There is also a special reserve label, Cave Privée, which sees small lots of magnum-sized bottles (twice the size of a conventional bottle) of Vintage Rosé aged in Veuve Clicquot’s cellars released for collectors and connoisseurs. Recent releases include the 1989 and 1990 vintages.
Demarville noted Madame Clicquot’s personal enjoyment of the red wines made from a Grand Cru parcel of vines in the nearby village of Bouzy helped to spur her invention. Red wines made from the Pinot Noir grapes grown in the Clos Colin vineyard have long been prized for their quality and character.
Whether processed as a white wine or rich red wine, the Pinot Noir grape helps define the style of all of the wines produced at Veuve Clicquot. Chardonnay and Pinot Meunier play their role, he said. But Pinot Noir? It’s the DNA of the house, he said.
Widowed at the age of 27, Madame Clicquot took over the business and set about revolutionizing how Champagne was made and marketed. While the early years of the business were tumultuous, she preserved and is credited with developing the process of riddling in 1816 to remove yeast particles that made all Champagnes cloudy. With a few minor tweaks, the efficient process of disgorgement for the final corking of Champagne bottles is still employed today.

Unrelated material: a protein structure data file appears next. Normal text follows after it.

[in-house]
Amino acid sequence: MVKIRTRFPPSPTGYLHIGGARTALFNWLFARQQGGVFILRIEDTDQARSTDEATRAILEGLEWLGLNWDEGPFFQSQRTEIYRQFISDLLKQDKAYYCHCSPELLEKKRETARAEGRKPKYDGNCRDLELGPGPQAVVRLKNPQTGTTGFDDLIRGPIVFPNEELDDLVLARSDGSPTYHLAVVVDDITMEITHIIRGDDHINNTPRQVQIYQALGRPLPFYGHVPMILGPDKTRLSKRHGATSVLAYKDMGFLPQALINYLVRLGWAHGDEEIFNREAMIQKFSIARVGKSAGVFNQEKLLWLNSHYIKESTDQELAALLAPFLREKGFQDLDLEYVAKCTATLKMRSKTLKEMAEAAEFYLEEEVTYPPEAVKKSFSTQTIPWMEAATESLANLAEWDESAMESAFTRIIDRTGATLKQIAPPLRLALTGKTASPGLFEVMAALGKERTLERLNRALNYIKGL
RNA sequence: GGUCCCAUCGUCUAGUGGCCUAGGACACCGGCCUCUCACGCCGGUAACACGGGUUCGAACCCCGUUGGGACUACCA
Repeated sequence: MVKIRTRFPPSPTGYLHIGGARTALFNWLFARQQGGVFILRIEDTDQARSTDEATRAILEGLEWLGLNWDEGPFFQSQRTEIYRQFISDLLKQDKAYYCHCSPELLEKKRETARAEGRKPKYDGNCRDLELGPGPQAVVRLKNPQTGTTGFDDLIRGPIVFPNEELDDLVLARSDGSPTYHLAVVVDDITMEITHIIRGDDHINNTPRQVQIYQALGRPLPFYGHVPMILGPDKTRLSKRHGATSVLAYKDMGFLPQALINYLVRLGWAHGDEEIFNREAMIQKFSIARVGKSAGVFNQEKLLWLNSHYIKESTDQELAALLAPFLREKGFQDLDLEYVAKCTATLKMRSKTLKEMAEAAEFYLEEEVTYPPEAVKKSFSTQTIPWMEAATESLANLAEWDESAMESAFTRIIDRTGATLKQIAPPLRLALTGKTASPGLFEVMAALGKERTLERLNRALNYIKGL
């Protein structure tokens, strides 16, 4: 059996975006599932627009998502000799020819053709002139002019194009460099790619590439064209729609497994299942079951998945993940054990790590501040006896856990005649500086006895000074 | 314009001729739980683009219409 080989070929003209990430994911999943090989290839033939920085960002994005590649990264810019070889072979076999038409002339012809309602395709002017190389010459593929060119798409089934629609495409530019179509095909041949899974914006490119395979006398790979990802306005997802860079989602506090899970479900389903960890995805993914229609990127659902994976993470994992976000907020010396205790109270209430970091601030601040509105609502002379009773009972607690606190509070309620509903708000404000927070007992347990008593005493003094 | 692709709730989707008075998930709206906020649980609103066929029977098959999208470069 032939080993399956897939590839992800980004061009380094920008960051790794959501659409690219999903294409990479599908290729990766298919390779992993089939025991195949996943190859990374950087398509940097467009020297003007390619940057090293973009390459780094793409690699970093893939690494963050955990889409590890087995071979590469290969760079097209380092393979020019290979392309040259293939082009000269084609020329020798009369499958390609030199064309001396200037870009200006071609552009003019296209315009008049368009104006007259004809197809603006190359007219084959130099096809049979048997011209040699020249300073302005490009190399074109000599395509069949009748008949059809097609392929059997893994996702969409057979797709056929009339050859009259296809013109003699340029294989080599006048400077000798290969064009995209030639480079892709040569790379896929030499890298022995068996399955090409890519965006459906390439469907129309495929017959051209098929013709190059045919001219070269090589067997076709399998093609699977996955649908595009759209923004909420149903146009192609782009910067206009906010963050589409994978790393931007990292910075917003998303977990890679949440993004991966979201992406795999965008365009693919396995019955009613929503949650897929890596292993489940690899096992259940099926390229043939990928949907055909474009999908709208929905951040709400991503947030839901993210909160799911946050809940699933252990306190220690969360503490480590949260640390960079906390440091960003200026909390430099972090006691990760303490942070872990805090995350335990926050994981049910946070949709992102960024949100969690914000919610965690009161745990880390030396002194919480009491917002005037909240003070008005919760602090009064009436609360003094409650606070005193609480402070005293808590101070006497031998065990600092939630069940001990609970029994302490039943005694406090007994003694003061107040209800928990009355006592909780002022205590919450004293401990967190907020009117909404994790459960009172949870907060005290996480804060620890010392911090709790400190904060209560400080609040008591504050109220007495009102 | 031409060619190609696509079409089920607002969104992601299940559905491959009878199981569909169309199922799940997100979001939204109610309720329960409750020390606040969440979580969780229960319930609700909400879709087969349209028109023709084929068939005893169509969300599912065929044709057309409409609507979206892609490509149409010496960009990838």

Prior to selling bottles with labels, she had Veuve Clicquot corks branded with an anchor and sealed bottles with a green wax in order to prevent fraud. In February 1878 the company registered its distinguishing yellow label as a trademark and to protect its reputation in international markets.
Champagne Ruinart’s records show it was the first to sell rosé Champagne commercially in 1764, 60 bottles referred to in sales ledgers as Oeil de Perdrix, or “eye of the partridge,” a term still used by some producers today for their rosés. Veuve Clicquot makes its claim as the first exporter of rosé Champagne with a sale to Switzerland in 1775.
Despite these successes, rosé Champagne was seen as inferior prior to Madame Clicquot’s improvement. It was demeaned as being “stained.” White Champagne was the choice of royalty and the upper classes as it showed a hallmark of quality winemaking.